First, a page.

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International Conference: “Enhancing national mechanisms for effective implementation of the European Convention on Human Rights”

Saint-Petersburg , 

Mr President,

Ladies and Gentlemen,

 

I would like to thank all of you for being part of this International Conference on enhancing national mechanisms for the implementation of the European Convention on Human Rights.

This question is at the heart of the Convention reform process…

…and, indeed, very close to my own heart.

 

The Brussels Declaration in March agreed that we have a shared responsibility for the long-term effectiveness of the Convention.

 

Responsibility is shared among States, the Strasbourg Court and the Committee of Ministers of the Council of Europe…

…and it is, likewise, shared between various authorities in any State.

This basic principle is extremely important: even though it is only the Government which engages in the proceedings before the Court and the Committee of Ministers…

…it is the State as a whole which is bound by the Convention.

 

The State as a whole could only meet its obligations if all State authorities effectively collaborate towards the same goal.

It should not and cannot be an exclusive competence of any single authority.

 

I am therefore delighted to see ALL main actors of the Russian legal system represented here today, some of them at their highest level – the Constitutional Court, the Supreme Court, the Ministry of Justice.

This fact alone is indicative of their commitment to the Convention, which forms the basis of our common legal space, stretching across the European continent.

 

I am most grateful to Mr Zorkin for his personal involvement.

 

Needless to say, Russia’s role in Europe is crucial…

…and it is our duty to engage in a direct dialogue on matters of common concern.

 

The common legal space that we have built, based on the Council of Europe conventions…

…is an unprecedented success.

 

It sets a remarkable example to other regions of the world.

And we must be constantly vigilent over the need to protect this achievement – from which all of our nations benefit.

 

Indeed, ignoring or breaking the basic rules which preserve the integrity of the Convention system…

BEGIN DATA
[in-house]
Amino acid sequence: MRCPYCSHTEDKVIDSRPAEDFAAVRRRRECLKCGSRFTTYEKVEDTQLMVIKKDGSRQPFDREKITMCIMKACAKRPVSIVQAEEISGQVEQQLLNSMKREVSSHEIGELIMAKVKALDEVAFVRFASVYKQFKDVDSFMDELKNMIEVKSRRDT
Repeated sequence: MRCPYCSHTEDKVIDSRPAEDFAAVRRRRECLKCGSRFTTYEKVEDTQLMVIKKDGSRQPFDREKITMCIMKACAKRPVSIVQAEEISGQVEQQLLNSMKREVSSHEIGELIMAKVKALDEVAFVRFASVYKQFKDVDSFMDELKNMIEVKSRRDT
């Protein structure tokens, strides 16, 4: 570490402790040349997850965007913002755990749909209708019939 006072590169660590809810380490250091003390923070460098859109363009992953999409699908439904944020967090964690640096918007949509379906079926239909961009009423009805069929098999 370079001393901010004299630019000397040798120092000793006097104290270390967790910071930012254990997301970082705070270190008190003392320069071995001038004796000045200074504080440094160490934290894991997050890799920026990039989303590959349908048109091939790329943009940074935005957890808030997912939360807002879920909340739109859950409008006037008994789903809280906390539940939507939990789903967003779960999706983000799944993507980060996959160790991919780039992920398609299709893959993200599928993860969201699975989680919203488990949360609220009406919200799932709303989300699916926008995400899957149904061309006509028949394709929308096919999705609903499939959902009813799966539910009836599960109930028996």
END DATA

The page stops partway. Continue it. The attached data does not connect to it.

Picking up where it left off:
…risks disastrous consequences in individual States…

…and far beyond their borders too.

 

Effective implementation of the Convention is an ongoing challenge in ALL of our member states…

… and it requires, in particular, effective internal coordination.

 

This is the topic that is being addressed today..

…and it will continue be addressed by the Council of Europe in the coming months, in accordance with the Brussels declaration.

 

What is needed is better guidance for all of our States based on best practice.

 

Today’s conference has generated a lot of material for updating the Committee of Ministers’ Recommendation dating back to 2008…

… and we are grateful for all national contributions made.

 

Speaking more specifically about the Russian Federation…

…I am reminded of some of the challenges and success stories that we discussed here four years ago, at the First Saint-Petersburg Legal Forum.

 

One issue I raised at that time was the need to ensure that any individual complaint against the authorities is considered by the Russian supreme judicial authorities…

…before being taken up by the Strasbourg Court.

This was not standard practice at the time…

…and so I called for a kind of “judicial vertical” to be established in the Russian judicial procedure…

…for consideration of any Convention-related complaint.

 

I am extremely pleased that the problem has since been resolved through joint efforts of the legislature, executive and judiciary.

 

As a result, the Strasbourg Court recently recognised the appeal to the Supreme Court as an effective remedy.

This is most welcome and I hope that this new remedy will be effective both in theory and in practice.

 

We also follow very closely the work being done by our Russian partners to set up new, special domestic remedies…

…against the most frequent and repetitive violations of the Convention.

 

I have had several occasions to congratulate Russia for the Compensation Act…

…which was introduced in 2010 in response to the Court’s first pilot judgment.

This legislation has secured domestic relief for thousands of applicants…

…who therefore do not need to bring their cases to Strasbourg.